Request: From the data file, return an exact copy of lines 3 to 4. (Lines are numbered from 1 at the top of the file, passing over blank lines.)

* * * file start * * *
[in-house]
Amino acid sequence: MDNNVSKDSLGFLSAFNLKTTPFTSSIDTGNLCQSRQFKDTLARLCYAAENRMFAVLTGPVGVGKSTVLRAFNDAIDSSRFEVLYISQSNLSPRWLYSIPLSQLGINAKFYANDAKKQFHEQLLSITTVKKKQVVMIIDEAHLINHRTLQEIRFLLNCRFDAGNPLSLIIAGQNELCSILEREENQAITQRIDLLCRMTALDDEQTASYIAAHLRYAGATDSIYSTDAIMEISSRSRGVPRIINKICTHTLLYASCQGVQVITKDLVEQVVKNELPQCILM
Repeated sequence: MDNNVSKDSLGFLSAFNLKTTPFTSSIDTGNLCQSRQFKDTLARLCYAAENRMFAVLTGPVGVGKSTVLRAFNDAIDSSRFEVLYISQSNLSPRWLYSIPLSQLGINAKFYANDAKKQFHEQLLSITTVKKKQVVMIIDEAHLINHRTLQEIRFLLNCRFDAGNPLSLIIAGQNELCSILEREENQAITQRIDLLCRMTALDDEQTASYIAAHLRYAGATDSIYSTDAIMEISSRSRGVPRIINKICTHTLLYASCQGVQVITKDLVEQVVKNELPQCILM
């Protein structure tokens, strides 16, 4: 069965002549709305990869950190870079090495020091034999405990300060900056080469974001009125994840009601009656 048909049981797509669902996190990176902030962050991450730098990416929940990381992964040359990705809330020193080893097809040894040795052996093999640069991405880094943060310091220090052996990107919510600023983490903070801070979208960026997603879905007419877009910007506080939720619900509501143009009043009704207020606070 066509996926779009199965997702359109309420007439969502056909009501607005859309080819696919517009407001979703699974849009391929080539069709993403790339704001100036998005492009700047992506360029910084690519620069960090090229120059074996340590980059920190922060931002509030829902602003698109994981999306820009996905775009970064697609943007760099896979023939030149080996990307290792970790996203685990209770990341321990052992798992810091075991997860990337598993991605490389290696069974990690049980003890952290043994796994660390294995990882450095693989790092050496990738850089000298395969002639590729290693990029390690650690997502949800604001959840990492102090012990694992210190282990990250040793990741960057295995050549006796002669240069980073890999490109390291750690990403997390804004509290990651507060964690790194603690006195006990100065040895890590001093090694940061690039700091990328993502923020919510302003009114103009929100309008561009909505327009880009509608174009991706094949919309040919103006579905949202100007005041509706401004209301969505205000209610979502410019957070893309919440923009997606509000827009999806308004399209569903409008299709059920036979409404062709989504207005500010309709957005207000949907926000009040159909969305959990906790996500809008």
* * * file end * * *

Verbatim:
Repeated sequence: MDNNVSKDSLGFLSAFNLKTTPFTSSIDTGNLCQSRQFKDTLARLCYAAENRMFAVLTGPVGVGKSTVLRAFNDAIDSSRFEVLYISQSNLSPRWLYSIPLSQLGINAKFYANDAKKQFHEQLLSITTVKKKQVVMIIDEAHLINHRTLQEIRFLLNCRFDAGNPLSLIIAGQNELCSILEREENQAITQRIDLLCRMTALDDEQTASYIAAHLRYAGATDSIYSTDAIMEISSRSRGVPRIINKICTHTLLYASCQGVQVITKDLVEQVVKNELPQCILM
């Protein structure tokens, strides 16, 4: 069965002549709305990869950190870079090495020091034999405990300060900056080469974001009125994840009601009656 048909049981797509669902996190990176902030962050991450730098990416929940990381992964040359990705809330020193080893097809040894040795052996093999640069991405880094943060310091220090052996990107919510600023983490903070801070979208960026997603879905007419877009910007506080939720619900509501143009009043009704207020606070 066509996926779009199965997702359109309420007439969502056909009501607005859309080819696919517009407001979703699974849009391929080539069709993403790339704001100036998005492009700047992506360029910084690519620069960090090229120059074996340590980059920190922060931002509030829902602003698109994981999306820009996905775009970064697609943007760099896979023939030149080996990307290792970790996203685990209770990341321990052992798992810091075991997860990337598993991605490389290696069974990690049980003890952290043994796994660390294995990882450095693989790092050496990738850089000298395969002639590729290693990029390690650690997502949800604001959840990492102090012990694992210190282990990250040793990741960057295995050549006796002669240069980073890999490109390291750690990403997390804004509290990651507060964690790194603690006195006990100065040895890590001093090694940061690039700091990328993502923020919510302003009114103009929100309008561009909505327009880009509608174009991706094949919309040919103006579905949202100007005041509706401004209301969505205000209610979502410019957070893309919440923009997606509000827009999806308004399209569903409008299709059920036979409404062709989504207005500010309709957005207000949907926000009040159909969305959990906790996500809008």